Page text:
ViewSonic VX4380-4K with ‘4K’ IPS panel
Back in May 2016 we looked at the Philips BDM4350UC, a model which really appeals to some users due to its size, the glossy screen surface and its IPS-type panel. The ViewSonic VX4380-4K makes use of this same or a very similar panel, housing it differently and using a different set of assistive electronics (there is, after all, a lot more to a monitor than simply a panel). The monitor is large and angular, with a thin bezel all the way around the screen. This is a single-stage bezel design, there isn’t a substantial additional panel border as some models also have. The stand does not provide any ergonomic flexibility to the monitor beyond tilt, but it at least provides a reasonably sized base to support the large screen. The OSD (On Screen Display) is controlled by pressable buttons and a joystick (JOG button) at the rear of the monitor, towards the right.
The monitor features a 42.51” IPS-type panel with 3840 x 2160 (‘4K’ UHD) resolution and 60Hz refresh rate; likely the TP Vision TPT430U3EQYSHM, as seen on the BDM4350UC. The monitor has a specified 1100:1 static contrast ratio, 178°/178° (horizontal/vertical) viewing angles and a very low haze //pcmonitors.info/articles/matte-vs-glossy-monitors/ screen surface. In other words the screen is essentially glossy and gives that ‘glossy pop’ to the image with good smoothness to lighter shades, whilst also having a very mild anti-glare treatment to cut back on reflections a bit. 10-bit colour is supported by way of 8-bit + FRC dithering. The backlight is flicker-free WLED, offering good sRGB coverage but no wide gamut support. To further enhance viewing comfort, ViewSonic have also included their customisable ‘Blue Light Filter’ Low Blue Light (LBL) slider which allows users to easily cut back on blue light output from the monitor when desired. A 12ms ‘typical grey to grey response time’ is specified, which will sound rather high compared to what most manufacturers would choose to specify (such as 5ms, for the Philips). Really, though, this is just a fairer and perhaps more realistic if not slightly pessimistic figure that is being quoted so you shouldn’t worry too much about it.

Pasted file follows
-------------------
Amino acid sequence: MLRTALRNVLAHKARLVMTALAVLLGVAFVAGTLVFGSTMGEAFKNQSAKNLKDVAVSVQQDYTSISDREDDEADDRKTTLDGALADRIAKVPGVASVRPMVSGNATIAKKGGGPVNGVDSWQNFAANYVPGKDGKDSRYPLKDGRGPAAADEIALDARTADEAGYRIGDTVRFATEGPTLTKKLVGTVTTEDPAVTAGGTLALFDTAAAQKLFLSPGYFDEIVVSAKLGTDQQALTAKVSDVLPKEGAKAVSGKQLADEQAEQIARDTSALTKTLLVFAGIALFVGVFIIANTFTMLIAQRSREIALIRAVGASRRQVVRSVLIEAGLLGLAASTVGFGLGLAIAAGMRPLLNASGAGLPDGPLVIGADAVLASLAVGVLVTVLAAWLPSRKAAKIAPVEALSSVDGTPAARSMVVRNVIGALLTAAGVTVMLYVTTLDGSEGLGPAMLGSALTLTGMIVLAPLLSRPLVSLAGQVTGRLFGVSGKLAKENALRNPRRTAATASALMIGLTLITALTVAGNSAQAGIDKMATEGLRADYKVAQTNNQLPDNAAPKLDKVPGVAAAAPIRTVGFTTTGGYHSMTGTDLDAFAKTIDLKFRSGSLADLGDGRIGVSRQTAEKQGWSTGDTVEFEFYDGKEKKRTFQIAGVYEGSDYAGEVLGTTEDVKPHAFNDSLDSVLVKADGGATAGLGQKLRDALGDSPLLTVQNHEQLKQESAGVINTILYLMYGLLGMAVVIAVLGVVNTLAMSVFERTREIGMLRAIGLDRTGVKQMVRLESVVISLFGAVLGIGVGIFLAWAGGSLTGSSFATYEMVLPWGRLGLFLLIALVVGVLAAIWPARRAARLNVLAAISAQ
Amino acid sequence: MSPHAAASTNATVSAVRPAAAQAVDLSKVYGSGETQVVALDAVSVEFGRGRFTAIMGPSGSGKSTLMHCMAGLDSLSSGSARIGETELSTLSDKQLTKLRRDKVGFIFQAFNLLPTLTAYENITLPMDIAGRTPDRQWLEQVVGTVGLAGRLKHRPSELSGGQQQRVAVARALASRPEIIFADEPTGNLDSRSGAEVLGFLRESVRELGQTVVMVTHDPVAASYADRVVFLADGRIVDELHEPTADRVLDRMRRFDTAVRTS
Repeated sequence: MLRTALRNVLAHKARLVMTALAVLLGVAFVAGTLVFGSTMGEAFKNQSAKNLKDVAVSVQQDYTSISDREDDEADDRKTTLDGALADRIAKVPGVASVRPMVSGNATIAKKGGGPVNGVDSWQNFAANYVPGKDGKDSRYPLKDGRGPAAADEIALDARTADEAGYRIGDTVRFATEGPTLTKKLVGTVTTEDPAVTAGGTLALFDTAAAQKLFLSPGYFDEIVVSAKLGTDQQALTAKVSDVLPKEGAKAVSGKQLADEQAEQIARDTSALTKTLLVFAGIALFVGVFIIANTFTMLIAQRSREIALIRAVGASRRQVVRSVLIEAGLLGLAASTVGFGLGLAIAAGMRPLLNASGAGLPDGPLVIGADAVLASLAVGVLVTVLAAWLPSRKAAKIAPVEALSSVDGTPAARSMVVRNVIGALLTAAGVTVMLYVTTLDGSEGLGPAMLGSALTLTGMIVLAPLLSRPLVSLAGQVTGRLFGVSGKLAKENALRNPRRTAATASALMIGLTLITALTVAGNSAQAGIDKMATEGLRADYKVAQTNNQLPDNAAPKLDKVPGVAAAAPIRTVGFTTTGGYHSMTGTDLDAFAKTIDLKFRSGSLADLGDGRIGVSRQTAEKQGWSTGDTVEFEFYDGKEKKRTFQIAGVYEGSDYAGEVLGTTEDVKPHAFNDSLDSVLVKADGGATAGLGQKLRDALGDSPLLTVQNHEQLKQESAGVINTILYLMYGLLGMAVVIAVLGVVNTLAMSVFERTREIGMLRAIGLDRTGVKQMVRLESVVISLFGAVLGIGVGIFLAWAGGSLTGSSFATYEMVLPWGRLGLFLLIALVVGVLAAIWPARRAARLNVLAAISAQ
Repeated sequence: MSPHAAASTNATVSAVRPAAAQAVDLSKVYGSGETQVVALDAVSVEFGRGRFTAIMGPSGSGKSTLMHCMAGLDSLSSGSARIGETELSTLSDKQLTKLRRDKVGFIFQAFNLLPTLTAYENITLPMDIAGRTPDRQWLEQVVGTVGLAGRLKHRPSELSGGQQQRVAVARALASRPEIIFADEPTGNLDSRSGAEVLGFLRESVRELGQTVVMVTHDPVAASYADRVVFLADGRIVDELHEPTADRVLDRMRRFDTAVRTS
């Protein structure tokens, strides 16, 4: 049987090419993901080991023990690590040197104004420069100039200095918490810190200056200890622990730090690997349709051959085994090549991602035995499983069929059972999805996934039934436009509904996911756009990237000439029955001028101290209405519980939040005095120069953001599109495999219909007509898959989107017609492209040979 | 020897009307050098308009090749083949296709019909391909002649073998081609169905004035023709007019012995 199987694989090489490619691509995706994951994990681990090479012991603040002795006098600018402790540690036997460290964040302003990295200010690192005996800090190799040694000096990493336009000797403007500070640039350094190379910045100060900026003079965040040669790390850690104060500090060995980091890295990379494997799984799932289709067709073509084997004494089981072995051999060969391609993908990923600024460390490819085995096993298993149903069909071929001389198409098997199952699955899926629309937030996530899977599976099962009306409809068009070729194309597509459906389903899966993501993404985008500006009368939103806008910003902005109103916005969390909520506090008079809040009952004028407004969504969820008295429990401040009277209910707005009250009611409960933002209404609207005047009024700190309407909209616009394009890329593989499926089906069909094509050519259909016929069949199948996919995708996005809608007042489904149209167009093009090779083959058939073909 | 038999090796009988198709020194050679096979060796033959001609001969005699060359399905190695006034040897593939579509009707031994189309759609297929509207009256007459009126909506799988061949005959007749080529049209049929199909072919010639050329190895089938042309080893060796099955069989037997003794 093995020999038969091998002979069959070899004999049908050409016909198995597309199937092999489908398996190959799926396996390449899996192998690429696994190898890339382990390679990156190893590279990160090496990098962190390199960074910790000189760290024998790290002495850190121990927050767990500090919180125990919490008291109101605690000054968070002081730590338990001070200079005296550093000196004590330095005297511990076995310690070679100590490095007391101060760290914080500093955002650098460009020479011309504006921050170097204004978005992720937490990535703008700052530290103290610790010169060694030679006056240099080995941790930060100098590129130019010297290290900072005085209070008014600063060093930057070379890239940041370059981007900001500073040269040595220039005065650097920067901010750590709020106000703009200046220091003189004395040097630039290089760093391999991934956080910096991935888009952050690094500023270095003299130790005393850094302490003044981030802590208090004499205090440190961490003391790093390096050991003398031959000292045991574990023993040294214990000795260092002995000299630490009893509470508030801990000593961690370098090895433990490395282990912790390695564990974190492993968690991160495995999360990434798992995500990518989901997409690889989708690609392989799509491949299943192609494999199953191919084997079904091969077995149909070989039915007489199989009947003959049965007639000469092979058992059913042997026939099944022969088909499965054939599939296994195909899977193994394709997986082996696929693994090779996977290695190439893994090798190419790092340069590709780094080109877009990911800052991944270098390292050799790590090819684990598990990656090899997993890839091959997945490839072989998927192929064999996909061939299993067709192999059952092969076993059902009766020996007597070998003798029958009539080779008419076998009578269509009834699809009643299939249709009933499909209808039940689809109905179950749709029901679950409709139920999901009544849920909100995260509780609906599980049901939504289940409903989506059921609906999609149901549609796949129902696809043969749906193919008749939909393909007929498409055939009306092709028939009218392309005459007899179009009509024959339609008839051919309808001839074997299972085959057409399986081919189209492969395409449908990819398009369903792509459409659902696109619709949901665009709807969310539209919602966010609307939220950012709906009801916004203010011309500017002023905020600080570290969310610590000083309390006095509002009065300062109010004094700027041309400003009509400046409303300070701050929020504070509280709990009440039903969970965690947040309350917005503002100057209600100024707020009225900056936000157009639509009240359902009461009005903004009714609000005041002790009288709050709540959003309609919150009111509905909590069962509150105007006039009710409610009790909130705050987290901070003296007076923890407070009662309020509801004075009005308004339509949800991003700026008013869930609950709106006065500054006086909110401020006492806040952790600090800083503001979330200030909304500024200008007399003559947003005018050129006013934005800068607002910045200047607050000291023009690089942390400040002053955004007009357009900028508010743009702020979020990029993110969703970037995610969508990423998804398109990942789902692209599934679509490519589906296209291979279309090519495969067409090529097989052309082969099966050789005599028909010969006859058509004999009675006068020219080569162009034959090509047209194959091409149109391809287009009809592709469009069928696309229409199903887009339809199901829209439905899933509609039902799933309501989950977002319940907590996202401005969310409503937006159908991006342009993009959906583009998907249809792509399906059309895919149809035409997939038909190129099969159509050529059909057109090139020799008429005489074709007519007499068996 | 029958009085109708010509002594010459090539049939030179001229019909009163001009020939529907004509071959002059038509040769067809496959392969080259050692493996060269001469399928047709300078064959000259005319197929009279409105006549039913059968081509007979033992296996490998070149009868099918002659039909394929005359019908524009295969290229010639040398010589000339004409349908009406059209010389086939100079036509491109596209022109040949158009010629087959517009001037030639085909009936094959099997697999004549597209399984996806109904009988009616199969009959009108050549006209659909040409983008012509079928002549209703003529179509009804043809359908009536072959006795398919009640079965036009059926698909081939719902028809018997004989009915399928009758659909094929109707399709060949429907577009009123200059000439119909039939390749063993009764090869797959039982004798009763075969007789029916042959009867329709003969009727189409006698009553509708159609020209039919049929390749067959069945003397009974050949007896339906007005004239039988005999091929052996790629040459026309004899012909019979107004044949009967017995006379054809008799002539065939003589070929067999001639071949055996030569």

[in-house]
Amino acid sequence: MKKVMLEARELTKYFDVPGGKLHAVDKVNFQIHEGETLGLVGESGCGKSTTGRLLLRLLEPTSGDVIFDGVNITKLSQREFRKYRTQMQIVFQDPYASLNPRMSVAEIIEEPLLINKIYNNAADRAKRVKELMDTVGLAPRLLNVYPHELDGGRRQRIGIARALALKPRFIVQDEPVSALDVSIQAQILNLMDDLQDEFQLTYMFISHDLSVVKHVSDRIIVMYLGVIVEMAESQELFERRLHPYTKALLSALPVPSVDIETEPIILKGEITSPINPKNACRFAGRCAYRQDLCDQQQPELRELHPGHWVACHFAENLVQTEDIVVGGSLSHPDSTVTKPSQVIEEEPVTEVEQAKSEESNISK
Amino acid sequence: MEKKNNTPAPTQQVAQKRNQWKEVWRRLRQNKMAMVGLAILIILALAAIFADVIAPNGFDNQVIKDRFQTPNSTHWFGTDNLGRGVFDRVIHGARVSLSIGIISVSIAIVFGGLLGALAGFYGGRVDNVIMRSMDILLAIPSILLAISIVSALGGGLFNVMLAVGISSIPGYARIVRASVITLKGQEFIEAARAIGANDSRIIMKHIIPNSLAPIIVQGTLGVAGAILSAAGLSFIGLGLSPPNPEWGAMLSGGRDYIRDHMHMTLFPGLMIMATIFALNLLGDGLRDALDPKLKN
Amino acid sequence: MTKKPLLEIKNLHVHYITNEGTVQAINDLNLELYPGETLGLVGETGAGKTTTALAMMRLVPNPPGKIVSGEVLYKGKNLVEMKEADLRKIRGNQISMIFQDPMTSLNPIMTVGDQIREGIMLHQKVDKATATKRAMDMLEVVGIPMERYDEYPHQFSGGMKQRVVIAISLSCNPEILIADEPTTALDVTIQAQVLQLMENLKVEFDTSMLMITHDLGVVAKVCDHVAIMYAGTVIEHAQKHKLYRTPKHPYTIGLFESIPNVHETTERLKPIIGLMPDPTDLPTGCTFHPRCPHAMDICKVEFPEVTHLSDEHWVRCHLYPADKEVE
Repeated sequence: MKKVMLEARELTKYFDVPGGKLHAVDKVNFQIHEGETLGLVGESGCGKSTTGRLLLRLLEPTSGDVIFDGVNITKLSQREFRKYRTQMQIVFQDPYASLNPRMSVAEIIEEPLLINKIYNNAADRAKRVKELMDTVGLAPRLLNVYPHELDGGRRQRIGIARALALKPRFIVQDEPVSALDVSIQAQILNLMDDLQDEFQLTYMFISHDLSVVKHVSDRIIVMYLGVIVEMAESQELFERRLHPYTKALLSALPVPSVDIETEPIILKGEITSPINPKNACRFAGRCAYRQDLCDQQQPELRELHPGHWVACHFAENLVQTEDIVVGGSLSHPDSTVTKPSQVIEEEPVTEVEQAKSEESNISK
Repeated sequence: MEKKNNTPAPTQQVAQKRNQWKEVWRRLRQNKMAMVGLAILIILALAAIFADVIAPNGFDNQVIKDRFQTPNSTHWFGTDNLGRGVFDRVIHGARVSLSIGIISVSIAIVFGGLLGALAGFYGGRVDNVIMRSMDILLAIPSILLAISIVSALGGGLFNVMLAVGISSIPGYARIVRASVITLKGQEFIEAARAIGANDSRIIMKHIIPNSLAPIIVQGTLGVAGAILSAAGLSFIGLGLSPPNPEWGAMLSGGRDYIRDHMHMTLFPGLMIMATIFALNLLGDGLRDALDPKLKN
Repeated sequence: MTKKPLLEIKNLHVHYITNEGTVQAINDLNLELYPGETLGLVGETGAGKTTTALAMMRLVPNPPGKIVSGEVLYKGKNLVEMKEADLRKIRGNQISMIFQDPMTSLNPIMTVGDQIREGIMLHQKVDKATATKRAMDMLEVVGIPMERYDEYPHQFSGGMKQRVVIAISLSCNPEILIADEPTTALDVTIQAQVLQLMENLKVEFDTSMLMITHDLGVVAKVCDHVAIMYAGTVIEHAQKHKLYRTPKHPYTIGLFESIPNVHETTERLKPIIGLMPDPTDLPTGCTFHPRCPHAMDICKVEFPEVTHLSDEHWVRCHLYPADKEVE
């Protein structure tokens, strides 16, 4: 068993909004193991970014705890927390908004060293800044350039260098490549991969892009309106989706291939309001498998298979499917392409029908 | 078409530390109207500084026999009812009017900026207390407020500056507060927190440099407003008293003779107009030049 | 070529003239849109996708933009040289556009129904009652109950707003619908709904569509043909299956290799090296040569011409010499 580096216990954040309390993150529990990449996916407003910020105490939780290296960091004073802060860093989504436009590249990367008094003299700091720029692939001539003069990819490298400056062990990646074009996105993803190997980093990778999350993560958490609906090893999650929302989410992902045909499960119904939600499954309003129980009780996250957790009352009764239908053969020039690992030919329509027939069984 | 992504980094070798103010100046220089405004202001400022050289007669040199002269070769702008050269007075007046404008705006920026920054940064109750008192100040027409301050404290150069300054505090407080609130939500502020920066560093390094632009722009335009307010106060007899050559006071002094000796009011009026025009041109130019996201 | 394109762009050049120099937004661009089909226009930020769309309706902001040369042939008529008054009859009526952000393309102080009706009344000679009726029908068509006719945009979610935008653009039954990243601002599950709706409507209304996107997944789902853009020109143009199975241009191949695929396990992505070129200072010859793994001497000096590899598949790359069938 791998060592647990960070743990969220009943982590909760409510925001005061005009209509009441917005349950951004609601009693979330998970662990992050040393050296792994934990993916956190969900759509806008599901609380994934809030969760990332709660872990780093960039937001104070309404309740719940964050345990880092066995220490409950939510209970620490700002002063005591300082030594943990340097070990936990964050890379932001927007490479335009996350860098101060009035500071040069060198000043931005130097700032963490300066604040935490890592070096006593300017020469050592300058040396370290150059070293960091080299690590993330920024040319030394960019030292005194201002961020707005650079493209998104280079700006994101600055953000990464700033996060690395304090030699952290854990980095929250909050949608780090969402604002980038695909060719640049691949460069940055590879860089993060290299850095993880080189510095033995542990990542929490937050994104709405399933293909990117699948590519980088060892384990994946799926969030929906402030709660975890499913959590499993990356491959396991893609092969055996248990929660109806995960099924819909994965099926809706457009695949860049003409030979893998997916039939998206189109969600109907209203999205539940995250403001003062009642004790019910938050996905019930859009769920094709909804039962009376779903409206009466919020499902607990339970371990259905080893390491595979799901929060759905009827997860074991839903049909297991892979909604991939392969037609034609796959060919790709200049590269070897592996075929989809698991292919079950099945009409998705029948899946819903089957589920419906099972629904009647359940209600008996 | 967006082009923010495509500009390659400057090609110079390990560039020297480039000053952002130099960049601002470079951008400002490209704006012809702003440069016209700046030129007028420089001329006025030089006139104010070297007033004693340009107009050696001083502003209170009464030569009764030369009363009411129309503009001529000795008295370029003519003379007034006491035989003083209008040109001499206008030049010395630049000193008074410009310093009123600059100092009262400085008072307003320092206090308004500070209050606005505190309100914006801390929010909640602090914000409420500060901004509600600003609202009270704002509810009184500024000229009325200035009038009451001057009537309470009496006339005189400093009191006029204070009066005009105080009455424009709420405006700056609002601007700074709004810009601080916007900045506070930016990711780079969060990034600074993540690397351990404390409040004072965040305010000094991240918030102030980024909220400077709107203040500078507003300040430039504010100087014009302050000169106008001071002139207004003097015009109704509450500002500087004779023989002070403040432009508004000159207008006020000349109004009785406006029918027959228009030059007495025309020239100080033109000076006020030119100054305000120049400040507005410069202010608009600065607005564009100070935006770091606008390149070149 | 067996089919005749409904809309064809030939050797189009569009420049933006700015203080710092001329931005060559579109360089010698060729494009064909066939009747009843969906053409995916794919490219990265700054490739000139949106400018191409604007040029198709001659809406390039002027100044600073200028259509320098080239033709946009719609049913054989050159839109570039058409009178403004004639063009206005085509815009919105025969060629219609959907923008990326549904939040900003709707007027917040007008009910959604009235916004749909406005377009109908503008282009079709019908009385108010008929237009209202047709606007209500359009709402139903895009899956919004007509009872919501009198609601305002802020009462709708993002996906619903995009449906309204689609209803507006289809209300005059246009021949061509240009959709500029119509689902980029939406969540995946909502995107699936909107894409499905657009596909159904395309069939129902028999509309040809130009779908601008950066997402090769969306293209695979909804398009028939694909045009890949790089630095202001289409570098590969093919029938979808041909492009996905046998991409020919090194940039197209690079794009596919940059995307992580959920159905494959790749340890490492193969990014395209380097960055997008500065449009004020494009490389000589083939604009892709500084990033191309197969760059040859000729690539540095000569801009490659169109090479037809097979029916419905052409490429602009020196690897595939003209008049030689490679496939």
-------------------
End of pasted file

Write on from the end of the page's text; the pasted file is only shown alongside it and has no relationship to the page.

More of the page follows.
The ports on the monitor include; AC power input (internal power converter), 2 HDMI 2.0 ports, DP 1.2, MiniDP 1.2, DP 1.2 output (for MST Daisy Chaining), 4 USB 3.0 ports (1 with BC 1.2 fast-charging) and a 3.5mm audio output. The monitor also includes 2 x 7W speakers for basic sound output, possibly of decent quality and volume going by the highly unscientific method of looking at the wattage. The monitor can be VESA-mounted as it features 200 x 200mm VESA holes, if you would like to do away with the included tilt-only stand and mount it in a different and perhaps more flexible way.
Further information can be found on the manufacturer’s website. The monitor is currently available in the US for around $900 with wider availability expected shortly. If there is sufficient demand and time permits, we’ll consider reviewing this model.